On September 30 and October 1, 2022, UCLA Law (my alma mater) hosted a Symposium on The Restatement of The Law, Charitable Nonprofit Organizations, sponsored by the Program on Philanthropy and Nonprofits at the Lowell Milken Institute for Business Law and Policy, and the American Law Institute (ALI), in collaboration with the UCLA Law Review. Many thanks to Professor Jill Horwitz, Reporter for the Restatement, for inviting me to participate and for leading the organization of the Symposium. Thanks also to all of those who contributed to a wonderful event attended by brilliant academics, practitioners, and regulators.
The following papers were presented by their authors, commented on by discussants, and then further discussed by the attendees:
- Boards, Investment Practices, and Delegation – Garry Jenkins
- When Donors Meet Purpose – Tinu Adediran
- Use of Restricted Assets During Crises – Jill Horwitz
- Release or Modification of Restrictions: The Consequences of Codification – Nancy McLaughlin
- Allocation of Authority: AGs, State Courts, and Private Parties – Lloyd Mayer
The Symposium also featured:
- A keynote address by Ricardo Castro, VP and General Counsel of the Robert Wood Johnson Foundation
- Reflections on the Restatement from the ALI
- A moving remembrance of Marion Fremont-Smith
- Reflections on the Restatement from the Bench (Hon. Carolyn Kuhl)
- Wrap-up (Richard Schmalbeck)
We were reminded that the area of charitable organizations law is still relatively young and that the recently published Restatement is the first in this field. The Restatement and Symposium were identified as a coming-of-age of charitable organizations law.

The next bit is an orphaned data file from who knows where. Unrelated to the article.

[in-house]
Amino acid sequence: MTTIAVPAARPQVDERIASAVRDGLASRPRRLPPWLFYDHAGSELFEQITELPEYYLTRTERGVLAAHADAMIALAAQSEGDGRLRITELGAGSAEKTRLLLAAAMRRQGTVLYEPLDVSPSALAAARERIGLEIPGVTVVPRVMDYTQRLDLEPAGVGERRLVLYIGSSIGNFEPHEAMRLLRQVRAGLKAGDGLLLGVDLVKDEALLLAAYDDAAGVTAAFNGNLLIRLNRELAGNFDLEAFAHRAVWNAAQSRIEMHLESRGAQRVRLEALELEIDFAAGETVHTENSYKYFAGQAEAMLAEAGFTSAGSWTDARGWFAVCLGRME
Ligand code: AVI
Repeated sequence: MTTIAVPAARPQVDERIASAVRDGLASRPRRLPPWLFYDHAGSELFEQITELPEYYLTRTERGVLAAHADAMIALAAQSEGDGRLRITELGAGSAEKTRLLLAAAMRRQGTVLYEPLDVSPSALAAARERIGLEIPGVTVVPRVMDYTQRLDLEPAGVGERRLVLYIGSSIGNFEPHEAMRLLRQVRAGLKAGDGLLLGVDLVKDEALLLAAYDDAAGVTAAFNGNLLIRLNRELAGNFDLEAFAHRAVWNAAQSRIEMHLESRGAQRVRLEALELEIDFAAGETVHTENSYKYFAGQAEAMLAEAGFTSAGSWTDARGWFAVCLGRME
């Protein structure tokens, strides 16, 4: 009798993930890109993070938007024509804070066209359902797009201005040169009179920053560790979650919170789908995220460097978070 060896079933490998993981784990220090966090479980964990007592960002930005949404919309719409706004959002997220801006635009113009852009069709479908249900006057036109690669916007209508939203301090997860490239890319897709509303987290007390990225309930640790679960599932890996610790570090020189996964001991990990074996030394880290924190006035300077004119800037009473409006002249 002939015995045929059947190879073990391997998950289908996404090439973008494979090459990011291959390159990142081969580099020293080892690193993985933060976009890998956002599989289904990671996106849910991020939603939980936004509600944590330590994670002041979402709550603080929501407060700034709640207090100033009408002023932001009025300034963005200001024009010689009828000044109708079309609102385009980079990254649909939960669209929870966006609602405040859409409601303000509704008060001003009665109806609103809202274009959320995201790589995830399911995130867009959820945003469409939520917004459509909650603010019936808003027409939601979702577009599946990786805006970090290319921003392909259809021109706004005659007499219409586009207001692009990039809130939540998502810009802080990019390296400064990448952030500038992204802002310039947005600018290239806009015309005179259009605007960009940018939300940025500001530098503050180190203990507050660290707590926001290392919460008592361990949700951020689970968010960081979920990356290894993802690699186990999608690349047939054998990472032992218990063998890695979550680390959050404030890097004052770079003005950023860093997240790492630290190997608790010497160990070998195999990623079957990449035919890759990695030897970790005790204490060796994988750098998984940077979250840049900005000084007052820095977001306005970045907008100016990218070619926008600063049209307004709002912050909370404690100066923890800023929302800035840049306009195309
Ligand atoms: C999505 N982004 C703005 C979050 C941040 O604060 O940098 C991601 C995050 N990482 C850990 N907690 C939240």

Judge Kuhl emphasized that the Restatement would be of great importance to judges, who might otherwise need to rely on episodic case citations without the broader context that the Restatement could provide. The attendees further discussed how important the Restatement would be to many charities, their advisors, and their leaders, who may not be sufficiently informed of the applicable charities laws that originate in several other bodies of law, including, but not limited to, corporate law, trust law, and tax law.
I will certainly be writing more about the Restatement in future posts. However, particularly for lawyers who represent charities on a very limited basis, I highly recommend that you get access to a copy (see, e.g., Thomson Reuters). Thanks to Professor Horwitz and all those who worked on the Restatement! And congratulations to Rose Chan Loui, who we learned was named the inaugural Director of the Program on Philanthropy and Nonprofits at the Lowell Milken Institute for Business Law and Policy at UCLA School of Law!
Photo credit: wolterke – stock.adobe.com